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Gunmen kill 59 in attack on police academy in Pakistani city of Quetta
By Gul Yusufzai QUETTA, Pakistan (Reuters) - At least 59 people were killed and more than 100 wounded when gunmen wearing suicide vests stormed a Pakistani police training academy in the southwestern city of Quetta and took hostages, government officials said on Tuesday. Most of the dead were police cadets. Mir Sarfaraz Bugti, home minister of Baluchistan province, of which Quetta is the capital, said the gunmen attacked a dormitory inside the training facility while cadets rested and slept.
San Diego to South China Sea: U.S. Navy tested new command in latest challenge to China
By Tim Kelly TOKYO (Reuters) - The U.S. Navy destroyer that sailed near Chinese-claimed islands in South China Sea last week was under orders from the Third Fleet headquarters in San Diego, a first aimed at bolstering U.S. maritime power in the region, two sources said. The USS Decatur on Friday challenged China's "excessive maritime claims" near the Paracel Islands, part of a string of islets, reefs and shoals over which Beijing has territorial disputes with its neighbors. It was the first time such a freedom of navigation operation has been conducted without the Japan-based Seventh Fleet in command and was a test of changes aimed to allow the U.S. Navy to conduct maritime operations on two fronts in Asia at the same time, two sources told Reuters.
Islamic State steps up counter-attacks as fighting edges closer to Mosul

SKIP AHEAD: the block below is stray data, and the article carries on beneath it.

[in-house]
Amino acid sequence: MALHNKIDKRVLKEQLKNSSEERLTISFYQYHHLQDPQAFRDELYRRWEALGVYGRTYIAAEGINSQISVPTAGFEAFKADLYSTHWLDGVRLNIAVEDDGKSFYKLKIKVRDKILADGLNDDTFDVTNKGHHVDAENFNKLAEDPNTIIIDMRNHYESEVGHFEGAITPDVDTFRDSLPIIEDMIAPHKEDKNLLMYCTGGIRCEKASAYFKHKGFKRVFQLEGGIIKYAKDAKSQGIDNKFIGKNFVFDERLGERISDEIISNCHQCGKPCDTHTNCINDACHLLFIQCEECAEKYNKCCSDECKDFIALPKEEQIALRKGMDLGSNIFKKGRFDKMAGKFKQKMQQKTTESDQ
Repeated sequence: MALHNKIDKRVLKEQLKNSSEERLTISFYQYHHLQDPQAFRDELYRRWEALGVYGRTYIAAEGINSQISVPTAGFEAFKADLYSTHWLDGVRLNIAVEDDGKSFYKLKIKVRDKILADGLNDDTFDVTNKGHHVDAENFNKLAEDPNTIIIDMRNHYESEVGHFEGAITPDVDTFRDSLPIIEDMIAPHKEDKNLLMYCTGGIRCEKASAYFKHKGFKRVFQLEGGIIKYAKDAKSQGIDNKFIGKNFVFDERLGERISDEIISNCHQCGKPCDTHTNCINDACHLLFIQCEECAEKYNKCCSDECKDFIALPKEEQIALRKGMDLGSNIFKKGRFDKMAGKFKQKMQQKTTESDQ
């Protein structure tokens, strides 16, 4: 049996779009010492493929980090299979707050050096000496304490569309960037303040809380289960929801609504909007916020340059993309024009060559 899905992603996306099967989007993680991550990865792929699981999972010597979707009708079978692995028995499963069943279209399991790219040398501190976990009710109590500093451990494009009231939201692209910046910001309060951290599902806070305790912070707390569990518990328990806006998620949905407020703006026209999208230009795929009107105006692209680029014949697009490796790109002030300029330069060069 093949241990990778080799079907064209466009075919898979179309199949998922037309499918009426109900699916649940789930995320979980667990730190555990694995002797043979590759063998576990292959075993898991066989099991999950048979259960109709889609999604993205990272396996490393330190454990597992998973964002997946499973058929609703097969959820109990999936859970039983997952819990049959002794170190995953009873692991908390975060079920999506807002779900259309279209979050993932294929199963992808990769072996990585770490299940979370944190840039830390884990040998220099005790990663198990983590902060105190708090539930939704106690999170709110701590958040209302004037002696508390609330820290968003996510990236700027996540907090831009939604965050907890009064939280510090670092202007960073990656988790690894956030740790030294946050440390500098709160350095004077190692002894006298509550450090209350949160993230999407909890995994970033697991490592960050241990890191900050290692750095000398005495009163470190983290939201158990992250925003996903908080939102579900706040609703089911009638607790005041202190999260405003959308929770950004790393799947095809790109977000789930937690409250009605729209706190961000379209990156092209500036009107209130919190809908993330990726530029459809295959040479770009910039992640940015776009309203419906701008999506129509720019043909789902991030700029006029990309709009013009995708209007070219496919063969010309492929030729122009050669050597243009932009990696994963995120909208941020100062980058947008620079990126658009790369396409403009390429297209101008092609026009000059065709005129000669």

By Maher Chmaytelli and Stephen Kalin BAGHDAD/BARTELLA, Iraq (Reuters) - Islamic State expanded its attacks on Monday against the army and Kurdish forces across Iraq, trying to relieve pressure on the militant group's defenses around Mosul, its last major urban stronghold in the country. About 80 Islamic State-held villages and towns have been retaken in the first week of the offensive, bringing Iraqi and Kurdish forces closer to the edge of the city itself - where the battle will be hardest fought. The Mosul campaign, which aims to crush the Iraqi half of Islamic State's declared caliphate in Iraq and Syria, may become the biggest battle yet in the 13 years of turmoil triggered by the U.S.-led invasion of Iraq in 2003, and could require a massive humanitarian relief operation.
Philippines' Duterte softens stance toward U.S. before Japan visit
By Linda Sieg and Kiyoshi Takenaka TOKYO (Reuters) - Philippine President Rodrigo Duterte softened his remarks about a "separation" from long-time ally the United States on the eve of a visit to Japan, a country worried about Manila's apparent pivot away from Washington and toward China. "The alliances are alive," Duterte told Japanese media in Manila on Monday, Kyodo News reported.
China says has political promise from West on graft fight
China has been given a political promise by Western countries that they will not become havens for corrupt fugitives, a senior official told state television, though he offered no assurances to assuage concerns about mistreatment of suspects. China has vowed to pursue an overseas search dubbed Operation "Fox Hunt" for corrupt officials and business executives, and their assets, part of President Xi Jinping's war on deep-seated corruption. It has been pushing for extradition treaties but Western countries have been reluctant to help, not wanting to send people to a country where rights groups say mistreatment of suspects is a concern.